By Taylor Armerding
The Hendricks County Flyer
Fri Dec 28, 2012, 04:19 PM EST
It was ironic to read and hear hundreds of political leaders, talking heads, and citizen activists demanding that we not "politicize" the horrific murders in Newtown, Conn., all while rushing to politicize it themselves with demands that their values be imposed on everybody else in the country.
After listening to this frenzy of self-righteousness for more than a week, I have no demands. But I think a few observations and questions are in order:
President Obama, in his moving speech at a memorial service for the victims, invoked God a half-dozen times. He quoted Scripture, from the Christian Bible. He said that God had "called (the victims) home" to heaven.
And perhaps for the first time since 9/11 (outside of inaugural or State of the Union speeches that close with a rote, "and may God bless the United States of America."), this did not prompt screams of outrage or threats of lawsuits from groups like the ACLU. No complaints that the president was violating the "wall of separation" between church and state.
No protests that some in the audience may have been Muslims, Hindus, Buddhists, agnostics, atheists, or of other beliefs and may have felt "uncomfortable" at the overtly Christian rhetoric.
It was a welcome silence.
No, I don't want to live in a theocracy. I don't want a state church. But I do want expressions of religious faith to be welcome in the public square.
Any God worth believing in - any God who would consider "blessing" the United States of America - has got to be welcome at more than memorial services following mass murder.
As is always the case at times like this, the National Rifle Association (NRA) is demonized not just for its relentless defense of the Second Amendment - the right to bear arms - but also for its unwillingness to make even small compromises.
March 3, 2014
February 27, 2014
February 26, 2014
There was a wide array of reactions to Seattle DB Richard Sherman’s post-game “interview” with Erin Andrews following the Seahawks’ NFC title win over San Francisco.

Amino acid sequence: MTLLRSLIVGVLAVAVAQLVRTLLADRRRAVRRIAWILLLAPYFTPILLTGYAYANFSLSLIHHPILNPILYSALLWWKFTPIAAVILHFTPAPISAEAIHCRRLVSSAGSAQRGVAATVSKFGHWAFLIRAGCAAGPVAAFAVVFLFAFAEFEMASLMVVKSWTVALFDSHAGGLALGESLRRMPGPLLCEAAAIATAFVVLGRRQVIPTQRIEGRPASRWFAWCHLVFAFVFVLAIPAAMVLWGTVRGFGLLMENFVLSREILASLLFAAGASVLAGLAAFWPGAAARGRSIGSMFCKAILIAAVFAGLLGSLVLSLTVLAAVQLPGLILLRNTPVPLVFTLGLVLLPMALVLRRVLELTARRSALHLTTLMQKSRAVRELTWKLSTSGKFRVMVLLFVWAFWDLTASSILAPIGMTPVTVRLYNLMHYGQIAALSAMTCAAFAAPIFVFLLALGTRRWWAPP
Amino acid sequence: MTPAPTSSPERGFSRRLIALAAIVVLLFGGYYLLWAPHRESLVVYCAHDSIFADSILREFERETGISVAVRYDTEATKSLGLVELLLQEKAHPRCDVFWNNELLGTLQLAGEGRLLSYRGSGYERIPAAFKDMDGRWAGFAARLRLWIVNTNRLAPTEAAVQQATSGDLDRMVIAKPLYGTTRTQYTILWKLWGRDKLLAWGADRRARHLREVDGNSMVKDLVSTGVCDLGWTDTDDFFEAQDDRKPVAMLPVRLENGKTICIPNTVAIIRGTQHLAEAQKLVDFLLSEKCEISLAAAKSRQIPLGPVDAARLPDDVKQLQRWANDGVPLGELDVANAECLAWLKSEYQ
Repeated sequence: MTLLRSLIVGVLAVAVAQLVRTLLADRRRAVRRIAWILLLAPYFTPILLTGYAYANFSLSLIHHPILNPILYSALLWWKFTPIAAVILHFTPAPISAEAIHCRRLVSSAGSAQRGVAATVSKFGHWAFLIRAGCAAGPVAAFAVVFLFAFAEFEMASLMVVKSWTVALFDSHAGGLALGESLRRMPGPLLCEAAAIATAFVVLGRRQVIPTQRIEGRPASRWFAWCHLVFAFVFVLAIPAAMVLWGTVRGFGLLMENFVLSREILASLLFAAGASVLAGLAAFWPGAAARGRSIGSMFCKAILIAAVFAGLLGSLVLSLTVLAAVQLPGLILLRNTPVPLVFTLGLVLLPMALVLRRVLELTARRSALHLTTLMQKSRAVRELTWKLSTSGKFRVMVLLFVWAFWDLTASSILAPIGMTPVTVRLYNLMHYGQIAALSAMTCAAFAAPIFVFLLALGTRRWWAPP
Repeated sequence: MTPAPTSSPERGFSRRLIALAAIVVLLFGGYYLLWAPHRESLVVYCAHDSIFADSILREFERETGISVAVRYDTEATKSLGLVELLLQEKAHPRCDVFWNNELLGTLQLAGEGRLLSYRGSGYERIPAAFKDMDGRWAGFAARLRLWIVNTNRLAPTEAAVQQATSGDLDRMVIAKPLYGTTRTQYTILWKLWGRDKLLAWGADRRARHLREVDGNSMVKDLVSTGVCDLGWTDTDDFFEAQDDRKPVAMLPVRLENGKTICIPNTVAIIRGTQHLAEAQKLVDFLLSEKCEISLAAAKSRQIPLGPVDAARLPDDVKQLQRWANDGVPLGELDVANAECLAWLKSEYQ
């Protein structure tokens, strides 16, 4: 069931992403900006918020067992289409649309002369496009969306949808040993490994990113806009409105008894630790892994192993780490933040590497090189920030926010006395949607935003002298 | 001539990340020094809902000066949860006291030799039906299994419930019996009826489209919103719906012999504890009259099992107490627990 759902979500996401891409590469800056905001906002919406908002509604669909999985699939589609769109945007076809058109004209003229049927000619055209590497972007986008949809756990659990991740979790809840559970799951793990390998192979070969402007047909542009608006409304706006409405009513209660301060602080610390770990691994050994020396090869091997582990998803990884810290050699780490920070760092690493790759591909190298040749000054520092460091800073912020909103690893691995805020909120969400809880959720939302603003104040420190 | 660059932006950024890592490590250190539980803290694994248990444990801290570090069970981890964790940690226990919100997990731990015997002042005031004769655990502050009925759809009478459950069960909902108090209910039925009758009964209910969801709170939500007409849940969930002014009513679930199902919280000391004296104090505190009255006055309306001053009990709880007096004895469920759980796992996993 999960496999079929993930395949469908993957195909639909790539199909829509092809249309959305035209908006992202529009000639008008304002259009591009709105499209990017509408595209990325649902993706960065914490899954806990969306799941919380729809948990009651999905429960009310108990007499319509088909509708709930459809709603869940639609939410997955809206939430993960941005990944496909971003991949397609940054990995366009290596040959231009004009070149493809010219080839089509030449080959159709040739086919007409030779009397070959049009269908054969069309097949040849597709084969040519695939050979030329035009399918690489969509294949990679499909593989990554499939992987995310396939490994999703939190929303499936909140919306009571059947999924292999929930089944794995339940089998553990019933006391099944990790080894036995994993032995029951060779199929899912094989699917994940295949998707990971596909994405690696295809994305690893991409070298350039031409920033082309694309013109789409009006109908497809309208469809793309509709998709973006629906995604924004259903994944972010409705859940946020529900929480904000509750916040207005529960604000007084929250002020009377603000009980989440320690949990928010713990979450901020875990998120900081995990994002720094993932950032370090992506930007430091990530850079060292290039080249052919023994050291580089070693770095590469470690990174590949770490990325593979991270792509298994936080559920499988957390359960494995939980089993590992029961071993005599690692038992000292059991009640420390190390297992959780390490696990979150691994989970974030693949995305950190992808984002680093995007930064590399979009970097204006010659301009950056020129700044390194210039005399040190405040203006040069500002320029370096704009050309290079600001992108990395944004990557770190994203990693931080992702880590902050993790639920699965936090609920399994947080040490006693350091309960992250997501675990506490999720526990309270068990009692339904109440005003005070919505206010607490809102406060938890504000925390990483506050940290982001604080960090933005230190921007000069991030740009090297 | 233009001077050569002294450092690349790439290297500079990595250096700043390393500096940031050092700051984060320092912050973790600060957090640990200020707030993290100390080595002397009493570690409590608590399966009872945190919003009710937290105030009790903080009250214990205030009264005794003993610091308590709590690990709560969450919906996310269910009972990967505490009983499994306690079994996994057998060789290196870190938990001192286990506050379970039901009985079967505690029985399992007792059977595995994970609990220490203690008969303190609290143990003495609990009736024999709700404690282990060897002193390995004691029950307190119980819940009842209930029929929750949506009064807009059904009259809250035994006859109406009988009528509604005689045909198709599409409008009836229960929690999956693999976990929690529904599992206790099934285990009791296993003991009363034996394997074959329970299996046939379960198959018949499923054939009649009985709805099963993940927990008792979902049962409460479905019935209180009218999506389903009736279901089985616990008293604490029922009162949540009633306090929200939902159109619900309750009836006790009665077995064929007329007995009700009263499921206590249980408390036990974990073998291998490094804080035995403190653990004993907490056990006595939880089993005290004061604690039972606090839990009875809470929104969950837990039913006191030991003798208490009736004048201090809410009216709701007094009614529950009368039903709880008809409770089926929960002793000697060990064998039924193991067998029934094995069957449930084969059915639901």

Mine? Laughter, as the shout-down was the most entertaining thing I saw all day.
January 28, 2014
Butler is still a long way from saving its 2013-14 men’s basketball season, but if the Bulldogs turn it around fully and reach the NCAA Tournament, it will have started this past Saturday at Hinkle Fieldhouse.
January 21, 2014
A fine season for the Indianapolis Colts ended with a whimper Saturday at New England, but in recent team history, it was far from the most disappointing postseason defeat.
January 14, 2014
The Indianapolis Colts’ miraculous 45-44 wild card victory over Kansas City on Saturday ended just after 8 p.m. After leaving Lucas Oil Stadium, it took until around midnight for the pounding in my head to subside.
January 7, 2014
December 31, 2013
An NPR broadcast examines the question of how communities can better prepare for tornadoes like the one that struck Moore, Okla. on Monday. The broadcast features commentary from Michael Fitzgerald, who reported a five-part disaster series for the CNHI News Service.
May 22, 2013
Part I: Are We Prepared? | Part II: Disaster Dollars Part III: Lessons Learned | Part IV: Warning Signs Part V: The Big One
Smartphones need kill switches. It's a relatively easy solution to the pricey (and irritating) problem of smartphone theft. But who would have thought that the big carriers would team up with Apple, Google, Microsoft, Nokia, Samsung and lots of other manufacturers to voluntarily begin adding the technology by July 2015? The cooperative spirit! It makes so much sense!
April 18, 2014
© 2014 Community Newspaper Holdings, Inc. ·
CNHI Classified Advertising Network ·
CNHI News Service
Associated Press content © 2014. All rights reserved. AP content may not be published,
broadcast, rewritten or redistributed.
Our site is powered by Zope. Some parts of our site may require
you to download the Flash Player Plugin.
Terms and Conditions
Hendricks County Flyer, Avon, IN
8109 Kingston St., Suite 500